1. Cyber Monday is Growing

Adobe reported that Cyber Monday e-commerce sales in 2013 reached $2.29 billion – a staggering 16% increase over 2012. comScore reported that desktop sales on Cyber Monday 2013 totaled over $1.73 billion, making it the heaviest US online spending day in history.

With these kinds of numbers, only time will tell how long Cyber Monday will continue to grow. But one thing is certain, Cyber Monday is the single most important day of the year for e-commerce businesses.

2. Mobile Shopping is Growing

Sites only designed for desktops are missing out on a huge chunk of the market. According to IBM’s Cyber Monday report, more than 18% of consumers used mobile devices to visit retailer sites. Even more impressive is the fact that mobile sales accounted for 13% of all online spending that day – an increase of 96% over 2012.

While making an e-commerce application mobile isn’t easy, its definitely not something you can skip anymore!

3. Internet Shoppers Are an Impatient Bunch

Even with the surge of traffic on Cyber Monday, web performance is absolutely critical to success. Did you know that studies have shown:

  • 74% of users will abandon a mobile site if it takes longer than 5 seconds to load
  • 46% of users will NOT return to a poorly performing website
  • You have 5 seconds to engage a customer before he or she leaves your site (How much of that are you wasting with load time?)

Customers don’t have any patience for slow sites and the fact is that if a site isn’t fast, they will spend their money elsewhere. The peak load time for conversions is 2 seconds and just a one second delay in load time causes:

  • A 7% decrease in conversions
  • 11% fewer page views
  • A 16% decrease in customer satisfaction

For sources and more statistics of the impact of web performance on conversions, check out our full infographic.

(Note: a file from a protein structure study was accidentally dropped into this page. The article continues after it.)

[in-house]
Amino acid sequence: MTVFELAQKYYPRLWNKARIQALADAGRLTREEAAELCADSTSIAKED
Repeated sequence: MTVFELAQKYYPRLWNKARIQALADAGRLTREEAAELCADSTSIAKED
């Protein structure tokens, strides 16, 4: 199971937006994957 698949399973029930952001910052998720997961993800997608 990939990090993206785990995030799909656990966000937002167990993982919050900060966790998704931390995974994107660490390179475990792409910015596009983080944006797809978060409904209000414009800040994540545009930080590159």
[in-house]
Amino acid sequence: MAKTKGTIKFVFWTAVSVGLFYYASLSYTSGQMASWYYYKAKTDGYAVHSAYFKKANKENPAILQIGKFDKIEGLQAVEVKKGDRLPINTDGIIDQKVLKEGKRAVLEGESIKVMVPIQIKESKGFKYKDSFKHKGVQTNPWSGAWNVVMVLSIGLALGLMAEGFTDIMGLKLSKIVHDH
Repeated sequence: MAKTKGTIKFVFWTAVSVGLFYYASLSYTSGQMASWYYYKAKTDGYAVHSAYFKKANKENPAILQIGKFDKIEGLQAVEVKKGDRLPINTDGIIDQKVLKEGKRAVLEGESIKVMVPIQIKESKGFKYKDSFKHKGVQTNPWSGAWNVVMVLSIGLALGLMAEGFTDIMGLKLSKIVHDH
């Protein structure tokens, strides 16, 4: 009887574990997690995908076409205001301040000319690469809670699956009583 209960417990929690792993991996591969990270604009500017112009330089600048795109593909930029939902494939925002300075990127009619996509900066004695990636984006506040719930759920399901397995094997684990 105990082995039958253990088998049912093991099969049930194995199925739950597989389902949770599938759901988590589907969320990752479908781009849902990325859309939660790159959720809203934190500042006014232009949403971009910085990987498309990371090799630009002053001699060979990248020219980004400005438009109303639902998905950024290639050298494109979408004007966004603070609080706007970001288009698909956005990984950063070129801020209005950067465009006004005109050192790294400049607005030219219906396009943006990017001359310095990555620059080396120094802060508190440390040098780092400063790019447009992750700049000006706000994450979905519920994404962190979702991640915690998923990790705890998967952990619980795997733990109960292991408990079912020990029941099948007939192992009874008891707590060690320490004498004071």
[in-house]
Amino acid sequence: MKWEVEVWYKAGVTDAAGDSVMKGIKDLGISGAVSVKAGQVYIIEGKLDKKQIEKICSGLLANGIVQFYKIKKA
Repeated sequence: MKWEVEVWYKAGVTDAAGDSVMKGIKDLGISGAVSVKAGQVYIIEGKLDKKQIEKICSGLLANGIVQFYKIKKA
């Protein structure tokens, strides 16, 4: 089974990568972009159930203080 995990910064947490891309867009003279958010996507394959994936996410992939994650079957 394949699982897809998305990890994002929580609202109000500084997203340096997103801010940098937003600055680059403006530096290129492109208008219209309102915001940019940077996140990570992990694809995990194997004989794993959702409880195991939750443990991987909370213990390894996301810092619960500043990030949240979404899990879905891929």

Fast and scalable wins the race!

4. Each Year Several Companies Have High Profile Website Crashes

imgresIn 2012, the standout crash was finishline.com, in 2013 it was Motorola. In both cases, the heavy load of traffic slowed the websites to a crawl, returned lots of errors, and inevitably crashed completely.

According to Finish Line CEO Glen S. Lyon, Finish Line’s new website launched “November 19th and cost us approximately $3 million in lost sales . . . Following the launch, it became apparent that the customer experience was negatively impacted.” To read more about Motorola’s debacle in 2013, check out our recent blog post: Cyber Monday and The Impact of Web Performance.

5. Cyber Monday Shopping Has Gone Social

For better or worse, many shoppers are sharing their experiences on social media. According to OfferPop, Cyber Monday accounted for 1.4% of all social media chatter that day last year. This could be excellent exposure of people sharing the great deal you are offering or a PR nightmare.

Unprepared businesses will not only lose out on business, but unhappy shoppers will also share their bad experience with friends. Since we are using Finish Line as our example of high profile website crashes, it seems fitting to illustrate how social media played into their painful weekend. Angry tweets and Facebook messages popped up throughout the weekend, here is a small list of some of the best courtesy of Retail Info Systems News:

“The site is slower than slow.”

“I have had the flashing Finish Line icon running on my page for over 30 minutes now trying to confirm my order. And I have tried to refresh and nothing.”

“I have been trying for 2 days to submit an order on your site – receive error message every time.”

“Y’all’s website is down. Are you maybe going to extend your sales because of it?”

“Wait, you schedule maintenance on Cyber Monday?”

“Extremely disappointed! Boo! You are my go to store, and the one day you have huge Internet sales your website doesn’t work.”

6. Preparing Early for the Surge of Traffic is Essential

Want to avoid being like Finishline and Motorola? There is only one way to ensure that your website will absolutely, positively, without a doubt be fast and error free under pressure on Cyber Monday: performance testing.

Performance testing is a critical part of development and leaving it to the last minute or testing as an afterthought is a recipe for disaster (see above examples). Performance testing is best used as a part of an iterative testing cycle: Run a test, tune the application, run a test, review changes in scalability, tune the application, run a test, etc. until the desired performance is reached at the necessary scale whether that is 300 concurrent users or 300,000. Without time to tune an application after testing, the application may very well be in hot water with no way to get out before the big day.

There are tons of performance testing tools to choose from (I personally recommend LoadStorm ; ) but whatever tool you use, the moral of this story is: Test early, test often.

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